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Christmas in March? It’s Never Too Early To Sell

Better hustle — there are only 270 more shopping days left ‘til Christmas.

American Express emailed cardholders Monday with an invitation to pre-order tickets for “The Radio City Christmas Spectacular.” Yep, you read that right. Buy tickets as early as March 28 for a show that doesn’t begin until more than seven months from now, on Nov. 11. And pay full prices of $55 to $200 before taxes and fees, to boot.

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Amex and Radio City Music Hall parent MSG Entertainment didn’t respond to calls or emails on why the offer is made so early each year, but Kit Yarrow, a professor of psychology and marketing at Golden Gate University in San Francisco, says it’s a tactic to drive demand. “People feel pressure that they need to move very quickly,” she says. “They believe that those tickets are not going to be around come the holidays.”

Pre-orders have extra heft because they convey the impression that you’re somehow beating out others in line. (The general public can’t buy their Christmas Spectacular tickets until April 10, a dozen precious holiday-shopping days later.)

Promotion targets are likely tourists who don’t realize that their perception of rarity doesn’t jive with reality — that discount Radio City tickets are nearly as common in NYC during the holidays as light displays, “Jingle Bells” and Salvation Army kettles. Last year, coupon codes offered discounts as valuable as buy one, get one free tickets. The MTA typically offers a $10 discount for pass-holders, and Radio City has even run a Groupon, offering $65 tickets for $40 in 2009.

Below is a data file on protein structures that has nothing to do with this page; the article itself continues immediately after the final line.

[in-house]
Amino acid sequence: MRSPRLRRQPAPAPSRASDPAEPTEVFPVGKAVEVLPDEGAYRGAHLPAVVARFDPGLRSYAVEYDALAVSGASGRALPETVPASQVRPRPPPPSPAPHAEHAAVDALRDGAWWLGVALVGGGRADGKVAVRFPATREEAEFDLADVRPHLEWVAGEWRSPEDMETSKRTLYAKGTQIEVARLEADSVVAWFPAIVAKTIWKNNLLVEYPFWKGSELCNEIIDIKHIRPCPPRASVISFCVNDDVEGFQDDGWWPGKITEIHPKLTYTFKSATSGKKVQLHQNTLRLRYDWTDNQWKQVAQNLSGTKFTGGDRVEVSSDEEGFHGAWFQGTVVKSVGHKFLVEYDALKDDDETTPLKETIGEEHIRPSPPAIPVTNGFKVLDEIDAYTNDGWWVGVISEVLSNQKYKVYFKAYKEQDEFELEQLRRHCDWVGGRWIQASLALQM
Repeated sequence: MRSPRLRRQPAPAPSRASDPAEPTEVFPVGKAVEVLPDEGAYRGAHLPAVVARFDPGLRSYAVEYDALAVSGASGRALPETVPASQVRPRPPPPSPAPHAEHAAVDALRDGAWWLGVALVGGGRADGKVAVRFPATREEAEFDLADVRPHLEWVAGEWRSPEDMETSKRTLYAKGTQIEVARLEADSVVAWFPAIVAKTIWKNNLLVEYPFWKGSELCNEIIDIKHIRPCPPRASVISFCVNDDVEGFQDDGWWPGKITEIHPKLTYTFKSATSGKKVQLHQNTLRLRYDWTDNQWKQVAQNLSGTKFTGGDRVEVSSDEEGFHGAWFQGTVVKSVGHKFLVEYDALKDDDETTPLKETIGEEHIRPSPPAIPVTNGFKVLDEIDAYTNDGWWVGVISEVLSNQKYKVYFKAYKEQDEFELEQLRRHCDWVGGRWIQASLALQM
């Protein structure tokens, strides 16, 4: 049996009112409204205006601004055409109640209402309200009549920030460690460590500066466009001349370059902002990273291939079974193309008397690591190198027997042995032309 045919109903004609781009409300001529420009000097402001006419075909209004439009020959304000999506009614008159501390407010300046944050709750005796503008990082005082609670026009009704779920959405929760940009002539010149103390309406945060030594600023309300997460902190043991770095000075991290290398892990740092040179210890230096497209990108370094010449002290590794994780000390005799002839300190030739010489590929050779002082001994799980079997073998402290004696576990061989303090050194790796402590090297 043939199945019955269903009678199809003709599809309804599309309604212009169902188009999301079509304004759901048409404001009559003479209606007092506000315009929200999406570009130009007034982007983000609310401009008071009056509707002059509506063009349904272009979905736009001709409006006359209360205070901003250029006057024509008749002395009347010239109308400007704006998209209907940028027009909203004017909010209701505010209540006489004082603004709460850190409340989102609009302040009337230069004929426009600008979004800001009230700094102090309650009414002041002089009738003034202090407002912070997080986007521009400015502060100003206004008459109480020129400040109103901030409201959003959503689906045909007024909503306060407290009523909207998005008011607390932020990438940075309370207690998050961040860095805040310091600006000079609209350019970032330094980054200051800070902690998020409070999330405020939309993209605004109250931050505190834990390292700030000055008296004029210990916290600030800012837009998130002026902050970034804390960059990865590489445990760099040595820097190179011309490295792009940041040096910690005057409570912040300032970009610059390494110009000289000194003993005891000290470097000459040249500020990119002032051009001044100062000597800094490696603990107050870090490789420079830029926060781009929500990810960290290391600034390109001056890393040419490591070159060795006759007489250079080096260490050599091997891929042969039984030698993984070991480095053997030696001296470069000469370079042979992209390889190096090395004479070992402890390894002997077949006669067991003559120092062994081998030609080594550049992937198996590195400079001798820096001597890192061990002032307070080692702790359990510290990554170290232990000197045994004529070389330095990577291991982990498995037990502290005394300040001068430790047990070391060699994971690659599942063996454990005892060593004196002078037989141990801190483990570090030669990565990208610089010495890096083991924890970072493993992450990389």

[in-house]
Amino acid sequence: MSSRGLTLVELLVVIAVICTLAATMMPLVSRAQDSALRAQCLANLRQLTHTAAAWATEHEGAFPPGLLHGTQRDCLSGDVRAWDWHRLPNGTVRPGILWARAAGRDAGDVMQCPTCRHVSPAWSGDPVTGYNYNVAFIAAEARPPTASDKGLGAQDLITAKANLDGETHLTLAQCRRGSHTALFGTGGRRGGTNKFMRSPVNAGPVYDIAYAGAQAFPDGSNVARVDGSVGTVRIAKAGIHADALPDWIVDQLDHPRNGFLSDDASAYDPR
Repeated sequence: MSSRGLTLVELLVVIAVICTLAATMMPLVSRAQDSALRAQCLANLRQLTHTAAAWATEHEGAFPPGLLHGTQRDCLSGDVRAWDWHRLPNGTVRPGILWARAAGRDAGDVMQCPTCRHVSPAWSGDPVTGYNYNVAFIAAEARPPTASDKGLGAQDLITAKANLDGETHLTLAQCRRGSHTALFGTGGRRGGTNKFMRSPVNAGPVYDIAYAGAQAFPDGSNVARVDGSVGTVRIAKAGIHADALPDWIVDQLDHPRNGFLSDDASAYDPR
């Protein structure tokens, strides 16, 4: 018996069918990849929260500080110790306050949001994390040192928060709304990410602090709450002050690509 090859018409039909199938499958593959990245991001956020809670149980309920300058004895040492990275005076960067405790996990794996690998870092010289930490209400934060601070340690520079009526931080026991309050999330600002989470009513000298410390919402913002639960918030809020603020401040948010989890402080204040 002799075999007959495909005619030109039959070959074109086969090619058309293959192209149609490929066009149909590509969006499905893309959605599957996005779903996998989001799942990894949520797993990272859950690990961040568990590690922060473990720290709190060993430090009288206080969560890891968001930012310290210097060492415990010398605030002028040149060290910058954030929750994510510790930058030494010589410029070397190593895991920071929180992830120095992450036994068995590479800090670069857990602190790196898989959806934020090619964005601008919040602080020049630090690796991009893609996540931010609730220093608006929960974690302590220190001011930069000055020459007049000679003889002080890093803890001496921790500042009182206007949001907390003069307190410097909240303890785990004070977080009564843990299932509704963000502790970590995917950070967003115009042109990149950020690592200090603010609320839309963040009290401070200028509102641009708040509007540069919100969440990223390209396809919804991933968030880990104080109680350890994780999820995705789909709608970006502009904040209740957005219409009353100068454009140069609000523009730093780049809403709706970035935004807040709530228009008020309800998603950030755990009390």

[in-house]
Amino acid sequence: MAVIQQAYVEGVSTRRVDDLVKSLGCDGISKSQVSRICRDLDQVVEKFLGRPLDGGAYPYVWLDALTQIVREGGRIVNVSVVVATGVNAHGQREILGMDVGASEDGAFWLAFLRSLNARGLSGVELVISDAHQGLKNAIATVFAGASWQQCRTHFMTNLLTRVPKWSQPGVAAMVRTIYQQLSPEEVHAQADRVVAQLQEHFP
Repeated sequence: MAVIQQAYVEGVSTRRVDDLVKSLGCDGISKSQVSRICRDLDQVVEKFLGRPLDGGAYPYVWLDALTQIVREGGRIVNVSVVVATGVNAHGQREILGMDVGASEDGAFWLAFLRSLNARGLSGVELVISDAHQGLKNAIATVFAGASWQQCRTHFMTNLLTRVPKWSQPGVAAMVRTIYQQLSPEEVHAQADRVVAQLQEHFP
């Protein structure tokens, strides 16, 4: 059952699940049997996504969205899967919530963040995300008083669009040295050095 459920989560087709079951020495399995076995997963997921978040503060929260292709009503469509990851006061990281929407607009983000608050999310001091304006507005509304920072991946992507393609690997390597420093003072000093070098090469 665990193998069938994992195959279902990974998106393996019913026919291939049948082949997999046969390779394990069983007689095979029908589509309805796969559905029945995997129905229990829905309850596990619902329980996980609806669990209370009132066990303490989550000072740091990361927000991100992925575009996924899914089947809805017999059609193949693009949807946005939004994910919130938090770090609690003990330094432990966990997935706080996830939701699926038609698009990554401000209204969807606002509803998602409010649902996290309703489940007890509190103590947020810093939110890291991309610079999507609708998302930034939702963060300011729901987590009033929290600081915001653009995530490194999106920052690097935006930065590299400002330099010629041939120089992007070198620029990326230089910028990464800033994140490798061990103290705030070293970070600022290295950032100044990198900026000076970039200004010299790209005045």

But some early birds are getting the best deal, says Christian Anderson of ticket search engine FanSnap.com. Large groups may have trouble finding seats together if they wait beyond summertime, and demand has historically pushed prime Christmas Spectacular ticket prices above face value. Ticket market prices last year averaged $125 to $140, down from $145 to $185 in 2009. (Opportunistic pre-orderers have already posted pie-in-the-sky asking prices on some resale sites of $334 and up for 2011 dates.) But the cheapest seats still sell for just $20, Anderson says.

Bottom line: wait, if you don’t plan to turn the show into an extended family reunion, or have the flexibility to make more than one show time during your city excursion. If you’ve even gotten around to making holiday plans already, that is.


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About Pay Dirt

  • Pay Dirt examines the millions of consumer decisions Americans make every day: What to buy, how much to pay, whether to rave or complain. Lead written by Quentin Fottrell, the blog examines these interactions, providing readers with news, insight and tips on shopping, spending, customer service, and companies that do right – and wrong – by their customers. Send items, questions and comments to quentin.fottrell@dowjones.com or tweet @SMPayDirt.